The decline of ecological diversity is often seen as an environmental issue, but it’s also a business problem. Consider the case of Hawaii, where more than half of the bird species and a significant number of plant species have become extinct or endangered during the last 100 years. Among the endangered trees is the koa, a hardwood prized for its hue and grain, which has receded as cattle ranching has expanded. A healthy koa forest has value beyond the furniture and flooring harvested from it. It draws moisture out of the air, replenishing groundwater. It can help limit the spread of fires, flooding, and reef-smothering sediments. It provides a carbon sink, a natural absorber of greenhouse gases from the atmosphere. The koa can also serve as an anchor species: If more lush koa forests were restored, other endangered species would return to those habitats, including indigenous birds (`akiapola`au, `i`iwi, and `oma`o) that spread seeds and pollen and thus enable further ecosystem growth. Moreover, trees like the koa represent a major part of Hawaii’s natural beauty and culture, on which its distinctive tourism and recreation industries depend.
When all these current and potential benefits are factored in, it could be argued that the original native forest would be of far more business value than a landscape dominated by cattle ranches, which are vulnerable to the price of their single agricultural commodity. But many ecosystem benefits are traditionally seen as externalities; businesses don’t directly pay the hidden costs of a destroyed forest. And whereas ranching pays off only in more immediate and tangible ways, the value of a natural ecosystem pays off over the long term. How, then, can a business community come to realize its value?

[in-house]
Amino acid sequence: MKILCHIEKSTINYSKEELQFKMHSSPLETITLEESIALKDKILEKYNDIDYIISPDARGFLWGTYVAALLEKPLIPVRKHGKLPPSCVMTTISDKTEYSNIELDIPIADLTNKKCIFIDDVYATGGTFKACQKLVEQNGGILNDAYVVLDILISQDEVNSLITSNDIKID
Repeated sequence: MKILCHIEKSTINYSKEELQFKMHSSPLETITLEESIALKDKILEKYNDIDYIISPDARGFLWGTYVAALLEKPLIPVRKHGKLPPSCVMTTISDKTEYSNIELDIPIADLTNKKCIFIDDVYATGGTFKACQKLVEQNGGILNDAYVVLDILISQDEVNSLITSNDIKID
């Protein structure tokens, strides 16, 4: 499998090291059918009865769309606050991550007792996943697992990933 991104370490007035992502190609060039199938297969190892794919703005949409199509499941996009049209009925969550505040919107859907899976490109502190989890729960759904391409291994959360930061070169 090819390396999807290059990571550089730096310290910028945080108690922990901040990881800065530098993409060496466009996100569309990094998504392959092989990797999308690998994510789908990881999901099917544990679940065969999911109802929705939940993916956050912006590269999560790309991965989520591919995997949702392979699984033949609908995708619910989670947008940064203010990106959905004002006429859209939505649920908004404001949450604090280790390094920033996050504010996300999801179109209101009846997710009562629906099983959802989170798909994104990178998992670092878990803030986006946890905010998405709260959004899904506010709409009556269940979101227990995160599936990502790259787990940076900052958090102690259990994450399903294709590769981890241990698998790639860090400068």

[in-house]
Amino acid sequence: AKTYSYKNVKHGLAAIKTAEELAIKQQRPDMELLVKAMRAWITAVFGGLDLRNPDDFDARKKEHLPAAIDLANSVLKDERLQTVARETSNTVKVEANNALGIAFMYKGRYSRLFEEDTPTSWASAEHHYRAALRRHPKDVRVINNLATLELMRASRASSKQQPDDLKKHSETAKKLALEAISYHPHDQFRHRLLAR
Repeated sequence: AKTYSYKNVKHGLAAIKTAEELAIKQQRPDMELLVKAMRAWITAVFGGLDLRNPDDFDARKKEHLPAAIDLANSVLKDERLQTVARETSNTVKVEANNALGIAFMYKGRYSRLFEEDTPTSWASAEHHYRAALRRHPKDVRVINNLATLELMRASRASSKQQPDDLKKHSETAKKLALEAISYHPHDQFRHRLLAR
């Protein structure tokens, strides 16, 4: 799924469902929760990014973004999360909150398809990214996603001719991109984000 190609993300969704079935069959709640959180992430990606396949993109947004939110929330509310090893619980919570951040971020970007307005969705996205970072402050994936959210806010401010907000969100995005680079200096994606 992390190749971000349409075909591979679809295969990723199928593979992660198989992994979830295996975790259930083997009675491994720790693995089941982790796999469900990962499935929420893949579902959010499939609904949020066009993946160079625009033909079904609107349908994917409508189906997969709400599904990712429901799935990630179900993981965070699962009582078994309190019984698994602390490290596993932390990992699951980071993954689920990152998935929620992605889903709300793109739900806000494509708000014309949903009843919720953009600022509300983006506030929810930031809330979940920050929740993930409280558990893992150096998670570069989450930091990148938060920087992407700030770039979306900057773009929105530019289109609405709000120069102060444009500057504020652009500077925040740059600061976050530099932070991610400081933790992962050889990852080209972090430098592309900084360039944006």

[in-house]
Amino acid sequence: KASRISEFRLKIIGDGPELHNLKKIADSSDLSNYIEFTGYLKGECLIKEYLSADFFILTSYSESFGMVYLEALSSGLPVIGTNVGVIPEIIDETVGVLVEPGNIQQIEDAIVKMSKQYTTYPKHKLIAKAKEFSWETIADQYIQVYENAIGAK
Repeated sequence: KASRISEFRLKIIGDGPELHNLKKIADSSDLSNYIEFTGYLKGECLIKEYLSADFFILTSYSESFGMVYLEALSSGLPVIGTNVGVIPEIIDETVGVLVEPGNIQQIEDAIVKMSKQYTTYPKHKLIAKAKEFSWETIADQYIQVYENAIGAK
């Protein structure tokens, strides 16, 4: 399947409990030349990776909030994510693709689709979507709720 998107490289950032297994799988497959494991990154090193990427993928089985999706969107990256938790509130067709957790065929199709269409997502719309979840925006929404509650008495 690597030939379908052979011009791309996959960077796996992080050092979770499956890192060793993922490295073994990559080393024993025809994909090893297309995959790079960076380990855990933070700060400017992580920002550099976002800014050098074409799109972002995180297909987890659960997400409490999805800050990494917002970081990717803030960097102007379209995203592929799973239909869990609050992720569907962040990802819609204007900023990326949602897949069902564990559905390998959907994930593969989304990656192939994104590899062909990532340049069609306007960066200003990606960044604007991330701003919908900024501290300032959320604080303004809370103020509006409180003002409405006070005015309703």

Answering that question is at the center of Gretchen Daily’s work. At Stanford University, she is the Bing Professor in Environmental Science in the department of biology, a senior fellow at the Woods Institute for the Environment, and director of the Center for Conservation Biology. She is also known for her book The New Economy of Nature: The Quest to Make Conservation Profitable, coauthored with journalist Katherine Ellison (Island Press, 2002). In 2006, she cofounded the Natural Capital Project, a joint venture between Stanford and the two largest conservation organizations in the world, the Nature Conservancy and World Wildlife Fund. The project’s purpose is to develop methods for measuring the economic value of natural ecosystems, and to integrate this value into the decisions of communities, governments, and businesses.
This endeavor has cast Daily in the role of a Jane Appleseed of ecosystem protection and renewal. She works with groups in China, Costa Rica, the U.S., and Europe to develop forms of land use that enhance both environmental quality and sustained economic growth. In Costa Rica, for example, Daily led a group that discovered that coffee plants located near fully diverse rain forests were 20 percent more productive, and yielded higher-quality beans, than plants farther away. As reported in the Proceedings of the National Academy of Sciences, this was a direct result of pollination by the rain forests’ indigenous bees — whose services increased by US$60,000 the annual income to a single farm, without the farmer knowing it.
Daily sat down with strategy+business in July after her panel presentation (with biologist David Tilman) at the 2009 Aspen Ideas Festival, an annual event held by the Aspen Institute in Colorado. We followed up by phone in August so that she could comment on more recent developments in China and elsewhere. The decline of species and ecosystems is a grave and underreported issue with enormous economic consequences; businesspeople, however, may be equally interested in the broader challenge of externalities. How can we put a price on resources we share, such as goodwill, common knowledge, and the environment — resources over which we have only partial control, for which we have incomplete accountability, and yet which we cannot take for granted? Gretchen Daily’s work (and that of her many colleagues) begins to show a path out of this thicket.